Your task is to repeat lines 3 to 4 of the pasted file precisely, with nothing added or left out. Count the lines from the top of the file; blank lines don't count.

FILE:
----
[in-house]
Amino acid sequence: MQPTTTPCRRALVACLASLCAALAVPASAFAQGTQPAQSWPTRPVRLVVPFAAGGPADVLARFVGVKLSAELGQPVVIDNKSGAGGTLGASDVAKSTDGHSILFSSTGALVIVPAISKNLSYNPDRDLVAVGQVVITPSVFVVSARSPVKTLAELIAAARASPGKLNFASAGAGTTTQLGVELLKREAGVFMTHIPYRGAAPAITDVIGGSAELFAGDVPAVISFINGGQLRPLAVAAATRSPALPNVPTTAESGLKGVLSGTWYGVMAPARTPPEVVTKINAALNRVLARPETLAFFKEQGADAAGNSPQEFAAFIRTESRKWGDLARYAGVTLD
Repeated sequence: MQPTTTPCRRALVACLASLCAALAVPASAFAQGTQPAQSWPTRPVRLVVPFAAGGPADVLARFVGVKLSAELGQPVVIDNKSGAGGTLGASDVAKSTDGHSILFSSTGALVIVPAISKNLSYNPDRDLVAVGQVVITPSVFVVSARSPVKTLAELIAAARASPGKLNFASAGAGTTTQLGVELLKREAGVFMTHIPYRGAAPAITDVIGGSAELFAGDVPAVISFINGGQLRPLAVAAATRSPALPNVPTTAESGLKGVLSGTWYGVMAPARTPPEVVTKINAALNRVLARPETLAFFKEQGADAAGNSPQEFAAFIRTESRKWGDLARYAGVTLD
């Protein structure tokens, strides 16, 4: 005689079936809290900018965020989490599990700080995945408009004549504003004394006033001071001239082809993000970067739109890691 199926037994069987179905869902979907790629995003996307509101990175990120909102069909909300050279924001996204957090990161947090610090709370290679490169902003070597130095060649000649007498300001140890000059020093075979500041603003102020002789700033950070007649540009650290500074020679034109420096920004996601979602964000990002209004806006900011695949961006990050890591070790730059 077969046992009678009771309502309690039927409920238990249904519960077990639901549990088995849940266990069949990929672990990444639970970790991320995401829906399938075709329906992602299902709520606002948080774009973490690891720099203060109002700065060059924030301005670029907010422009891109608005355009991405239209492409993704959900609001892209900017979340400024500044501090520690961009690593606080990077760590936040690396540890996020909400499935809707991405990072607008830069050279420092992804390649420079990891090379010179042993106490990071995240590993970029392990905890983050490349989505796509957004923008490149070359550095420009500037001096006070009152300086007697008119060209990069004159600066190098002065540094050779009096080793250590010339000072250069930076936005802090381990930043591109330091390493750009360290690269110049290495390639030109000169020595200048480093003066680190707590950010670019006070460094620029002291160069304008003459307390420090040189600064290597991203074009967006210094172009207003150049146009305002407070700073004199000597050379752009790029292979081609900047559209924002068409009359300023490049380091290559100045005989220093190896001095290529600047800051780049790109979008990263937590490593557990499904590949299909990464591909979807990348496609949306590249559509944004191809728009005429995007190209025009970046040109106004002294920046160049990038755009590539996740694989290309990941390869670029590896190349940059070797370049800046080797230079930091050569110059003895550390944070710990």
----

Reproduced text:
Repeated sequence: MQPTTTPCRRALVACLASLCAALAVPASAFAQGTQPAQSWPTRPVRLVVPFAAGGPADVLARFVGVKLSAELGQPVVIDNKSGAGGTLGASDVAKSTDGHSILFSSTGALVIVPAISKNLSYNPDRDLVAVGQVVITPSVFVVSARSPVKTLAELIAAARASPGKLNFASAGAGTTTQLGVELLKREAGVFMTHIPYRGAAPAITDVIGGSAELFAGDVPAVISFINGGQLRPLAVAAATRSPALPNVPTTAESGLKGVLSGTWYGVMAPARTPPEVVTKINAALNRVLARPETLAFFKEQGADAAGNSPQEFAAFIRTESRKWGDLARYAGVTLD
């Protein structure tokens, strides 16, 4: 005689079936809290900018965020989490599990700080995945408009004549504003004394006033001071001239082809993000970067739109890691 199926037994069987179905869902979907790629995003996307509101990175990120909102069909909300050279924001996204957090990161947090610090709370290679490169902003070597130095060649000649007498300001140890000059020093075979500041603003102020002789700033950070007649540009650290500074020679034109420096920004996601979602964000990002209004806006900011695949961006990050890591070790730059 077969046992009678009771309502309690039927409920238990249904519960077990639901549990088995849940266990069949990929672990990444639970970790991320995401829906399938075709329906992602299902709520606002948080774009973490690891720099203060109002700065060059924030301005670029907010422009891109608005355009991405239209492409993704959900609001892209900017979340400024500044501090520690961009690593606080990077760590936040690396540890996020909400499935809707991405990072607008830069050279420092992804390649420079990891090379010179042993106490990071995240590993970029392990905890983050490349989505796509957004923008490149070359550095420009500037001096006070009152300086007697008119060209990069004159600066190098002065540094050779009096080793250590010339000072250069930076936005802090381990930043591109330091390493750009360290690269110049290495390639030109000169020595200048480093003066680190707590950010670019006070460094620029002291160069304008003459307390420090040189600064290597991203074009967006210094172009207003150049146009305002407070700073004199000597050379752009790029292979081609900047559209924002068409009359300023490049380091290559100045005989220093190896001095290529600047800051780049790109979008990263937590490593557990499904590949299909990464591909979807990348496609949306590249559509944004191809728009005429995007190209025009970046040109106004002294920046160049990038755009590539996740694989290309990941390869670029590896190349940059070797370049800046080797230079930091050569110059003895550390944070710990």